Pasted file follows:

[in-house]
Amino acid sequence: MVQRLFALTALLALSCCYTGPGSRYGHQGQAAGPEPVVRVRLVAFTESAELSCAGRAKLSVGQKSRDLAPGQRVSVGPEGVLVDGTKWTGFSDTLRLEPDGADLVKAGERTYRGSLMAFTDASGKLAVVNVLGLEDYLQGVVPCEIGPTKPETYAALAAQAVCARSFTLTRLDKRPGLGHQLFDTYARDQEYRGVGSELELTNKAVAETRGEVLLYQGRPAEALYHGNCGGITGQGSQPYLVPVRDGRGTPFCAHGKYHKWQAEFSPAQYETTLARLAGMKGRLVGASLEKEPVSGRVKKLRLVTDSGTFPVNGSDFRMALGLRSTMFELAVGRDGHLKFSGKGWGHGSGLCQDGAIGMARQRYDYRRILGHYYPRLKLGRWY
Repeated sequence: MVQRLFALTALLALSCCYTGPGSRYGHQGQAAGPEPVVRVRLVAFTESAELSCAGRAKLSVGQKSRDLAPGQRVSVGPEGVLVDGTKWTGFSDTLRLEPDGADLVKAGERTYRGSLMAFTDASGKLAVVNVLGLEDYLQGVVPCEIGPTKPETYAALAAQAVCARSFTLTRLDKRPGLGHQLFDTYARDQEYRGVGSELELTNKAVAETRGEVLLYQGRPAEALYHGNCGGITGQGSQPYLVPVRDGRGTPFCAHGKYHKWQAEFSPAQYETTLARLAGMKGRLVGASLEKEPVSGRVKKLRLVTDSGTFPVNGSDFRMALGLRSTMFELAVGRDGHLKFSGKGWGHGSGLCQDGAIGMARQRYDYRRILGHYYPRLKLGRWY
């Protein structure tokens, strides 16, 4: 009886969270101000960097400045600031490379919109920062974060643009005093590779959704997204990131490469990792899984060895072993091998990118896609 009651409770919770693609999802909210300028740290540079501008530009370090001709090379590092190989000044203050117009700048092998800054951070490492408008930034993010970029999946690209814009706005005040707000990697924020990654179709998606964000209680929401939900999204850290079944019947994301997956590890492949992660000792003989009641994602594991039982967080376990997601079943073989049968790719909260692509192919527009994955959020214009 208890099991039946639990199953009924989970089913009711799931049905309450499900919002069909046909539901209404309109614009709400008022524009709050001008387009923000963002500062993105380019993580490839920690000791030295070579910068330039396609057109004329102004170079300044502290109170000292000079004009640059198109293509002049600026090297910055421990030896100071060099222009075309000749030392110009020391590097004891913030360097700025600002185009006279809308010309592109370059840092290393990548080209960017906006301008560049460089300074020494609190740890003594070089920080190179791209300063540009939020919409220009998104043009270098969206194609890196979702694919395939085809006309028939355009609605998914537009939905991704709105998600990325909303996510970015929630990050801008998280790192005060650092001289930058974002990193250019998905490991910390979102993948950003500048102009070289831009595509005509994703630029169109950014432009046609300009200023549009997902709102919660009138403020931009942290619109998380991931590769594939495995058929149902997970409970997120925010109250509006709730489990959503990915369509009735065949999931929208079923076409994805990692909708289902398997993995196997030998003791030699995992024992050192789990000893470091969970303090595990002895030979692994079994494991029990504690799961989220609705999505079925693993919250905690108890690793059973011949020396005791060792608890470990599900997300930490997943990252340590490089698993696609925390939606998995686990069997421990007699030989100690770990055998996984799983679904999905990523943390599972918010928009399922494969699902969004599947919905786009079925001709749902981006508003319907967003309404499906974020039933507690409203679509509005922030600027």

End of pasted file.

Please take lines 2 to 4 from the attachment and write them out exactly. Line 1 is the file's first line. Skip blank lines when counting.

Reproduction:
Amino acid sequence: MVQRLFALTALLALSCCYTGPGSRYGHQGQAAGPEPVVRVRLVAFTESAELSCAGRAKLSVGQKSRDLAPGQRVSVGPEGVLVDGTKWTGFSDTLRLEPDGADLVKAGERTYRGSLMAFTDASGKLAVVNVLGLEDYLQGVVPCEIGPTKPETYAALAAQAVCARSFTLTRLDKRPGLGHQLFDTYARDQEYRGVGSELELTNKAVAETRGEVLLYQGRPAEALYHGNCGGITGQGSQPYLVPVRDGRGTPFCAHGKYHKWQAEFSPAQYETTLARLAGMKGRLVGASLEKEPVSGRVKKLRLVTDSGTFPVNGSDFRMALGLRSTMFELAVGRDGHLKFSGKGWGHGSGLCQDGAIGMARQRYDYRRILGHYYPRLKLGRWY
Repeated sequence: MVQRLFALTALLALSCCYTGPGSRYGHQGQAAGPEPVVRVRLVAFTESAELSCAGRAKLSVGQKSRDLAPGQRVSVGPEGVLVDGTKWTGFSDTLRLEPDGADLVKAGERTYRGSLMAFTDASGKLAVVNVLGLEDYLQGVVPCEIGPTKPETYAALAAQAVCARSFTLTRLDKRPGLGHQLFDTYARDQEYRGVGSELELTNKAVAETRGEVLLYQGRPAEALYHGNCGGITGQGSQPYLVPVRDGRGTPFCAHGKYHKWQAEFSPAQYETTLARLAGMKGRLVGASLEKEPVSGRVKKLRLVTDSGTFPVNGSDFRMALGLRSTMFELAVGRDGHLKFSGKGWGHGSGLCQDGAIGMARQRYDYRRILGHYYPRLKLGRWY
């Protein structure tokens, strides 16, 4: 009886969270101000960097400045600031490379919109920062974060643009005093590779959704997204990131490469990792899984060895072993091998990118896609 009651409770919770693609999802909210300028740290540079501008530009370090001709090379590092190989000044203050117009700048092998800054951070490492408008930034993010970029999946690209814009706005005040707000990697924020990654179709998606964000209680929401939900999204850290079944019947994301997956590890492949992660000792003989009641994602594991039982967080376990997601079943073989049968790719909260692509192919527009994955959020214009 208890099991039946639990199953009924989970089913009711799931049905309450499900919002069909046909539901209404309109614009709400008022524009709050001008387009923000963002500062993105380019993580490839920690000791030295070579910068330039396609057109004329102004170079300044502290109170000292000079004009640059198109293509002049600026090297910055421990030896100071060099222009075309000749030392110009020391590097004891913030360097700025600002185009006279809308010309592109370059840092290393990548080209960017906006301008560049460089300074020494609190740890003594070089920080190179791209300063540009939020919409220009998104043009270098969206194609890196979702694919395939085809006309028939355009609605998914537009939905991704709105998600990325909303996510970015929630990050801008998280790192005060650092001289930058974002990193250019998905490991910390979102993948950003500048102009070289831009595509005509994703630029169109950014432009046609300009200023549009997902709102919660009138403020931009942290619109998380991931590769594939495995058929149902997970409970997120925010109250509006709730489990959503990915369509009735065949999931929208079923076409994805990692909708289902398997993995196997030998003791030699995992024992050192789990000893470091969970303090595990002895030979692994079994494991029990504690799961989220609705999505079925693993919250905690108890690793059973011949020396005791060792608890470990599900997300930490997943990252340590490089698993696609925390939606998995686990069997421990007699030989100690770990055998996984799983679904999905990523943390599972918010928009399922494969699902969004599947919905786009079925001709749902981006508003319907967003309404499906974020039933507690409203679509509005922030600027």